This is one of my favorite Bizarro books (if you want to label it as such.) It's so off the wall, it's on the floor. And the floor is littered with alThis is one of my favorite Bizarro books (if you want to label it as such.) It's so off the wall, it's on the floor. And the floor is littered with all kinds of congealing viscera and humor so black it would make Mandingo burn you in the eye with a cigar out of jealousy. The writing is very impressive and constructed seamlessly between the two authors. I was hooked from the The similes and metaphors are some of the most hilarious and imaginative I have ever read. The characters of the Four Horsemen are absolutely side-splitting - and the rest of the rather immense character list are equally as oddball. Jesus and Satan make the Iron Sheik and Nikolai Volkoff pale in comparison. There is too much going on in this book to single anything out, so hopefully that in itself peaks your interest This is a long book compared to others in the genre, and I think that is it's only (very small) downside. It's a endurance test in 'wtf' of Apocalyptic proportions - but I love it for that, and honestly, not a dull moment. ...more
Jordan Krall brings noir to the literary world better than anyone. This is the Maltese Falcon of your dirty subconscious. Halfway through the story, IJordan Krall brings noir to the literary world better than anyone. This is the Maltese Falcon of your dirty subconscious. Halfway through the story, I had to sop and think how the author got some of his ideas. He had to put on a rubber glove and just pluck something out of a random part of his brain. Whatever he did, it works. He ties in crab meat, doors, anti-smoking squid, more squid, goo, crime, dirty-deeds, feet, and fetus moonshine; and it makes about as much sense as a gunky dream. I absolutely loved this book and while the main story was brilliant, the crowning jewels are the appendixes. Whoa! Krall has some amazing books, and that fifth star is set aside for the penultimate piece I know he will soon write. Killer illustrations by William Pauley III, as well....more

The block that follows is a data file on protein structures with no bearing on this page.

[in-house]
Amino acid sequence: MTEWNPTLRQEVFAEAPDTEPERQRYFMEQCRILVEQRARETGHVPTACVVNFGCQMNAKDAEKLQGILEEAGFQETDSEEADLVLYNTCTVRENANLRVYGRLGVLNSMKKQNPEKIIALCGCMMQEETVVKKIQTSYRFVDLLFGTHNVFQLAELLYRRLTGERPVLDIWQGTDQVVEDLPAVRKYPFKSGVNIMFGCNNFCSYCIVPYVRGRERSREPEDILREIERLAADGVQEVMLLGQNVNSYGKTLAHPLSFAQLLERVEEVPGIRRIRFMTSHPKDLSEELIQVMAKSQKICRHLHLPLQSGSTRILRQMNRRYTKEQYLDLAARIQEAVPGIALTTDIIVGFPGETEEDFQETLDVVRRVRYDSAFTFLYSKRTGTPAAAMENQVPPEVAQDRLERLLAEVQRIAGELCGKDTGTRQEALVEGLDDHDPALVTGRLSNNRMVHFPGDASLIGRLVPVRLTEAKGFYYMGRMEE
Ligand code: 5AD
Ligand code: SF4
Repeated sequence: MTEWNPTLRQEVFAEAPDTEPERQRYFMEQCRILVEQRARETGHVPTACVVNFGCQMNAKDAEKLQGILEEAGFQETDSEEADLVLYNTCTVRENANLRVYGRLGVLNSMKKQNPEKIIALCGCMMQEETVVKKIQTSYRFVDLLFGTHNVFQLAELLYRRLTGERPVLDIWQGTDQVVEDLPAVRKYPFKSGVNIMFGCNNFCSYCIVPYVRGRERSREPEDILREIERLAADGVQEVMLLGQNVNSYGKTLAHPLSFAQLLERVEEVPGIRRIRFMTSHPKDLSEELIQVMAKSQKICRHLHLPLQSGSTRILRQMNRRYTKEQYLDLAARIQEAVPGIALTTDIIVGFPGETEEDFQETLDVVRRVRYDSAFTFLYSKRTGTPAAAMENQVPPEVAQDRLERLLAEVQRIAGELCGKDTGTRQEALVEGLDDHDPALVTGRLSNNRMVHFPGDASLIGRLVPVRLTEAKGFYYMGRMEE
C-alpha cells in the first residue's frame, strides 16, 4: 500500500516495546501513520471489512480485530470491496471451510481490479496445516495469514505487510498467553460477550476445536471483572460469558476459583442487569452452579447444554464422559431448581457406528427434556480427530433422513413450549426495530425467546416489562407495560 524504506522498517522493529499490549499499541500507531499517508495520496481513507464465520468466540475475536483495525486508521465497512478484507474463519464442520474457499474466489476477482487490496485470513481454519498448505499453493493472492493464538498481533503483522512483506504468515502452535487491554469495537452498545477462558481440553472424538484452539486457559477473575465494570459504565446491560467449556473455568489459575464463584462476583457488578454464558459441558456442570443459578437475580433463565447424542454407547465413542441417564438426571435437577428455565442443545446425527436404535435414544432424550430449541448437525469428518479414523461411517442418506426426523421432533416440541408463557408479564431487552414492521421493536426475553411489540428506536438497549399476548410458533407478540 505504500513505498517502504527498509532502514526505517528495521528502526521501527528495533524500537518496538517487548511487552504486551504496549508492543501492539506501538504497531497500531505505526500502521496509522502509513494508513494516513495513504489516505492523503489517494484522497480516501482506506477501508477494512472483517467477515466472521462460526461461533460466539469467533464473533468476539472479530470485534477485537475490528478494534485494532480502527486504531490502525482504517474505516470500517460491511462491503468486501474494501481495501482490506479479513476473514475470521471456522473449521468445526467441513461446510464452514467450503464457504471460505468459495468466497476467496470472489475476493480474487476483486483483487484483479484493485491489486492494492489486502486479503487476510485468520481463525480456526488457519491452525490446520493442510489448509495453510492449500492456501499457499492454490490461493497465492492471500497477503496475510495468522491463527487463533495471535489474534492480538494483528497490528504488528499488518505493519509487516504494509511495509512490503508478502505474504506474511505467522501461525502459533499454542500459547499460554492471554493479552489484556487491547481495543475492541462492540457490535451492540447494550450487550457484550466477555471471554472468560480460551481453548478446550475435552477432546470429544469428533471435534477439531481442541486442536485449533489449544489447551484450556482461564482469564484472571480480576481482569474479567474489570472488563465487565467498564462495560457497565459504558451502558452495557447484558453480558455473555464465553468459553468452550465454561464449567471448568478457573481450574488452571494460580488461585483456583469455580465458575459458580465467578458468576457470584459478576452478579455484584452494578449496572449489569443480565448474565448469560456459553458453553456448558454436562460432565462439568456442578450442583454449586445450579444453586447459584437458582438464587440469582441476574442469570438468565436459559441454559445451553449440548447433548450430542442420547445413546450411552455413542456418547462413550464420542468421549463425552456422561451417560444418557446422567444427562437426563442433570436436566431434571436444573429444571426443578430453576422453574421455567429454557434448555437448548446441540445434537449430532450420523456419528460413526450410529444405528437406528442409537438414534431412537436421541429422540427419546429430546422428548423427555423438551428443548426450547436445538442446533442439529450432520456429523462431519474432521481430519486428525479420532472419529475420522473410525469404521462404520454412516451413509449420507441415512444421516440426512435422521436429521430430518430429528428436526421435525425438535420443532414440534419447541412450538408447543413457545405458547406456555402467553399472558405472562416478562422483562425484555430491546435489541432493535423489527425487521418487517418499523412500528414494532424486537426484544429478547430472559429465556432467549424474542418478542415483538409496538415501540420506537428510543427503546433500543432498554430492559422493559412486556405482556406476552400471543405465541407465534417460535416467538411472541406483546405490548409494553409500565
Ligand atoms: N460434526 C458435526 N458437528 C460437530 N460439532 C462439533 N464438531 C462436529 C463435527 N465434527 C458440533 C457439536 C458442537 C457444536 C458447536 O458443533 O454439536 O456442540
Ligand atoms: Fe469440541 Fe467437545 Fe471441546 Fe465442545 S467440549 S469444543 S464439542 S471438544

I couldn't help but think of "The Imaginarium of Dr. Parnassus" once I reached the meat of this well crafted work of subversive bizarro.
Kirk Jones deI couldn't help but think of "The Imaginarium of Dr. Parnassus" once I reached the meat of this well crafted work of subversive bizarro.
Kirk Jones delivers a creative look at the power of belief and self-esteem. The setting created is one of a nervous dream (not nightmarish, but definitely unsettling) punctuated with humor and satire. Although some spots are a bit long-winded and others get glossed over, the overall flow of the story is quite engaging. I could tell which parts were rushed and I wish some of these parts were a bit more detailed. However, the aspect of imagination that this story conveys allows the reader to conjour one's own details - which is a quality I respect because these particular elements are not spoon-fed to us and are, what I believe, to be intentionally thought-provoking.
Tackling such a diverse collection of outlandish ideas is no easy feat, but this story guides the reader through each concept with relative ease. This is a 'thinker's' book that encourages introspection and provides fuel for new perspectives. I got the feeling that each nuance of character description and encounter were not just random ideas, but well placed symbols of American society.
I highly recommend this book to lovers of high-brow bizarro, because that's exactly what it is. I am really looking forward to seeing what Kirk Jones is capable of in his next book.